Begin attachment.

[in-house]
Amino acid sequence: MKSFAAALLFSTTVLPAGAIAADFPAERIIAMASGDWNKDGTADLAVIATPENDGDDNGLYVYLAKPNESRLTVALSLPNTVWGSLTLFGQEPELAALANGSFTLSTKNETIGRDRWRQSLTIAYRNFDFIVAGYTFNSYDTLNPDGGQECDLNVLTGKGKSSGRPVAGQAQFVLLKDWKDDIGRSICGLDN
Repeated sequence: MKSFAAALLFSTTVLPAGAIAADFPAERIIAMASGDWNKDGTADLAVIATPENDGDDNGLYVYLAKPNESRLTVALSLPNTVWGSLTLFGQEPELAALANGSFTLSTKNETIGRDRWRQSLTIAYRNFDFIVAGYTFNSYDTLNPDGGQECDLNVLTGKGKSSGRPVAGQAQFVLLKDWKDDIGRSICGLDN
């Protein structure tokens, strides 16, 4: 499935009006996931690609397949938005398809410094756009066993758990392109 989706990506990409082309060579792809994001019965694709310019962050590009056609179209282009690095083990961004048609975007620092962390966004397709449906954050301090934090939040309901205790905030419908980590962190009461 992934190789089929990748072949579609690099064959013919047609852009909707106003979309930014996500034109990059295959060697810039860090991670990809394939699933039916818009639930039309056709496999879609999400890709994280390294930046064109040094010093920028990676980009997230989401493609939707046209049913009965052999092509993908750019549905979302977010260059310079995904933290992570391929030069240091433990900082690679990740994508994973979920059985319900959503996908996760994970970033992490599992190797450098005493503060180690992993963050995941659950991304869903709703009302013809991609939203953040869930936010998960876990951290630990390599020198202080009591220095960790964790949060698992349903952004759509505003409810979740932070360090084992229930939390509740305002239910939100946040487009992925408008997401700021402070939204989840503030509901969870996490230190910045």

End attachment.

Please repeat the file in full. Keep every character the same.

[in-house]
Amino acid sequence: MKSFAAALLFSTTVLPAGAIAADFPAERIIAMASGDWNKDGTADLAVIATPENDGDDNGLYVYLAKPNESRLTVALSLPNTVWGSLTLFGQEPELAALANGSFTLSTKNETIGRDRWRQSLTIAYRNFDFIVAGYTFNSYDTLNPDGGQECDLNVLTGKGKSSGRPVAGQAQFVLLKDWKDDIGRSICGLDN
Repeated sequence: MKSFAAALLFSTTVLPAGAIAADFPAERIIAMASGDWNKDGTADLAVIATPENDGDDNGLYVYLAKPNESRLTVALSLPNTVWGSLTLFGQEPELAALANGSFTLSTKNETIGRDRWRQSLTIAYRNFDFIVAGYTFNSYDTLNPDGGQECDLNVLTGKGKSSGRPVAGQAQFVLLKDWKDDIGRSICGLDN
């Protein structure tokens, strides 16, 4: 499935009006996931690609397949938005398809410094756009066993758990392109 989706990506990409082309060579792809994001019965694709310019962050590009056609179209282009690095083990961004048609975007620092962390966004397709449906954050301090934090939040309901205790905030419908980590962190009461 992934190789089929990748072949579609690099064959013919047609852009909707106003979309930014996500034109990059295959060697810039860090991670990809394939699933039916818009639930039309056709496999879609999400890709994280390294930046064109040094010093920028990676980009997230989401493609939707046209049913009965052999092509993908750019549905979302977010260059310079995904933290992570391929030069240091433990900082690679990740994508994973979920059985319900959503996908996760994970970033992490599992190797450098005493503060180690992993963050995941659950991304869903709703009302013809991609939203953040869930936010998960876990951290630990390599020198202080009591220095960790964790949060698992349903952004759509505003409810979740932070360090084992229930939390509740305002239910939100946040487009992925408008997401700021402070939204989840503030509901969870996490230190910045």